THE BUCKET LIST
I can't begin to describe how much I was looking forward to making fun of The Bucket List. A Rob Reiner-directed dramedy about two squabbling terminal-cancer patients -Jack Nicholson, cackling and flexing his eyebrows, and Morgan Freeman, providing soothing, pithy bromides and the inevitable voice-over narration - who gradually become friends and live out their final days skydiving and race-car driving and scaling the pyramids ... . Was there any way this wouldn't be a syrupy disaster of epic proportions?
It turns out that yes, there was a way: Nicholson and Freeman could actually take their roles in this depressingly shameless and manipulative film seriously.
The Bucket List, with its regrettable script by Justin Zackham, is every bit the laugh-and-cry pander-fest its previews promised, and there's plenty about the movie that deserves derisive titters; the setup, which finds Nicholson's crass billionaire forced to share a room with Freeman's salt-of-the-earth mechanic, is reason enough to chortle, but the glaringly fraudulent CGI shots of the guys fulfilling their last-wish fantasies in "Egypt" and "Africa" and "Hong Kong" are no less ridiculous. What's absolutely unexpected about the film, though, is just how much gravitas and honest emotion its stars lend to it, despite having played variants on these characters dozens - hundreds? - of times before.
Most of the film finds Nicholson doing his well-honed Irascible Jack thing, but he has a few moments - especially when his character is undergoing chemotherapy treatments - when you're reminded what a fine actor he can be when he puts his mind to it; while subtlety has never been a weapon in the Nicholson's arsenal, he gives an impressively well-considered portrayal of a lonely man using anger to ward off fear. And it's a thrill to watch Freeman (occasionally) shuck off his courtly-sage persona and let loose with some heated indignation and fury, and the scene that finds him propositioned by a beautiful woman at a bar features what is easily his most affecting acting since Million Dollar Baby; in less than 60 seconds, Freeman's eyes do a better job of storytelling than Zackham does in 95 minutes. The Bucket List is a contrived, cloying picture, but under Nicholson's and Freeman's watch, at least it isn't an embarrassing one.
THE KITE RUNNER
Based on those insufferable trailers, I was dreading The Bucket List, but that poster for The Kite Runner was just as off-putting: the image of two little Afghani boys, their arms around each other's shoulders, and a multi-hued kite ascending to heaven, with the lump-in-the-throat tagline: "There is a way to be good again." (Check, please.) Happily, the movie is better than its advertising, even though Marc Forster's adaptation of Khaled Hosseini's much-loved best-seller doesn't provide much visual interest, and the performances rarely rise above adequate, and the Escape-from-the-Taliban action-flick climax is a true credibility-strainer. Still, the director and screenwriter David Benioff have hold of a strong, touching storyline and present Hosseini's tale of childhood guilt and adult penance with sincerity, focus, and un-showy grace. It's the sort of solid, engaging, unexceptional drama that leaves you thinking, "That was pretty good," and all but vanishes from memory before the end of the drive home.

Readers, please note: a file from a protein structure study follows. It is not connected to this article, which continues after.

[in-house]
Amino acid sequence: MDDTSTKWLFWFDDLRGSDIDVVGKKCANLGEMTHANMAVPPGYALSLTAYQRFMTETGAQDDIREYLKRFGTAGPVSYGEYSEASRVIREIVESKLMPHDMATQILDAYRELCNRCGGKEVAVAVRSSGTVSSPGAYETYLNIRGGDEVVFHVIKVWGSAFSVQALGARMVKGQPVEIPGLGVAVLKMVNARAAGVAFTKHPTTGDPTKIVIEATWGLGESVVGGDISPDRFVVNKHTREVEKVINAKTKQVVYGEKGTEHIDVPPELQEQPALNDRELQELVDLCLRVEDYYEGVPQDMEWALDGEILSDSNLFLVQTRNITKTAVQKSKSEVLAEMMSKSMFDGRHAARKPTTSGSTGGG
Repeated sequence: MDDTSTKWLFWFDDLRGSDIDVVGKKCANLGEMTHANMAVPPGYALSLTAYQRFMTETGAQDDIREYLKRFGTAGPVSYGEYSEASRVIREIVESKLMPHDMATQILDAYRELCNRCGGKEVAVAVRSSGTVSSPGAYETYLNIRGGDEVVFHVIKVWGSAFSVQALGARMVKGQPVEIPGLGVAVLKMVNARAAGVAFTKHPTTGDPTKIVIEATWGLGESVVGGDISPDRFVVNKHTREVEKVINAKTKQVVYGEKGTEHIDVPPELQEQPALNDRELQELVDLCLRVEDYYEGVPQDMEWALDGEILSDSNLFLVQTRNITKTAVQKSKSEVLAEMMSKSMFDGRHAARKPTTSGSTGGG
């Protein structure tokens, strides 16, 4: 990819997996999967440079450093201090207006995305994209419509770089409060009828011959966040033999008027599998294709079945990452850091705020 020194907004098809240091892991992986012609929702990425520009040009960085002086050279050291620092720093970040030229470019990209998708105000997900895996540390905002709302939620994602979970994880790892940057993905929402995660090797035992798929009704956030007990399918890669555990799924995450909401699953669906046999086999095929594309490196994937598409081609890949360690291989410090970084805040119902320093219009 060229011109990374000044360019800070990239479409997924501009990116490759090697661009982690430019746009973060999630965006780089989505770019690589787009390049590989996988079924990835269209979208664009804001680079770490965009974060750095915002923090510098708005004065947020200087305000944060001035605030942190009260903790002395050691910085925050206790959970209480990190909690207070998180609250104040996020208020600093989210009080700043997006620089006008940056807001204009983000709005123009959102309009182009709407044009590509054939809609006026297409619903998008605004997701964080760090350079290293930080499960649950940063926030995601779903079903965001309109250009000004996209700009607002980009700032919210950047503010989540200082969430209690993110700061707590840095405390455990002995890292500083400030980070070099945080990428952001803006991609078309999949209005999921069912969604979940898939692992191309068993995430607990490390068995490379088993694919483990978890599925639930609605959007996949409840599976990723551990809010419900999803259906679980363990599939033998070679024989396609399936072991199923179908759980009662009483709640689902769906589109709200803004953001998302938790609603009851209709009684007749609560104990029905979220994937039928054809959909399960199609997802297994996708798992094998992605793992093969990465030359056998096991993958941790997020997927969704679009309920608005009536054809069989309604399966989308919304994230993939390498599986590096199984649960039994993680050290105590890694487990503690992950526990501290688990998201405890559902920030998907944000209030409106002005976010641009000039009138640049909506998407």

Writer/director David E. Talbert's First Sunday is, for two-thirds of its running length, a raucous farce about a pair of ne'er-do-wells (Ice Cube and Tracy Morgan) who decide to rob their neighborhood church, and maybe I'm just being overly sensitive, but I probably would've laughed at the movie harder if Ice Cube didn't keep shoving a loaded gun into the parishioners' faces. It turns out, though, that Talbert doesn't necessarily want us to be laughing. By the film's end, what began as a slapdash but moderately agreeable heist comedy has (d)evolved into a slapdash and somewhat less agreeable inner-city drama, complete with lectures on decaying moral values, homilies on the power of forgiveness, and the discomforting sight of Tracy Morgan - completely without irony - weeping because no one threw him a birthday party as a child.
For a movie that espouses faith and regular church attendance, First Sunday is an unholy mess; maudlin detours between Cube and his character's pubescent son sit side-by-side with queasy slapstick involving Morgan's Swedish massage from a transvestite, and it all climaxes with one of the most protracted and witless courtroom scenes of the past several years.
There are, however, pleasures to be had. When he's not overindulging in platitudes and sentiment, Talbert writes some quick, snappy dialogue - the angry flirtation between Cube and Malinda Williams is especially sharp - and he's assembled a fantastic cast: Regina Hall, Chi McBride, Clifton Powell, Nicholas Turturro, and the remarkable Loretta Devine and Olivia Cole. Best of all is Katt Williams as the church's spirited, prissy choir director; only about a third of his lines are funny, but damned if the actor's muted, hilariously put-upon delivery doesn't snag a laugh from nearly every one of them. Williams was also pretty great in The Perfect Holiday and Norbit, but I can't wait to see what he eventually does in a good movie.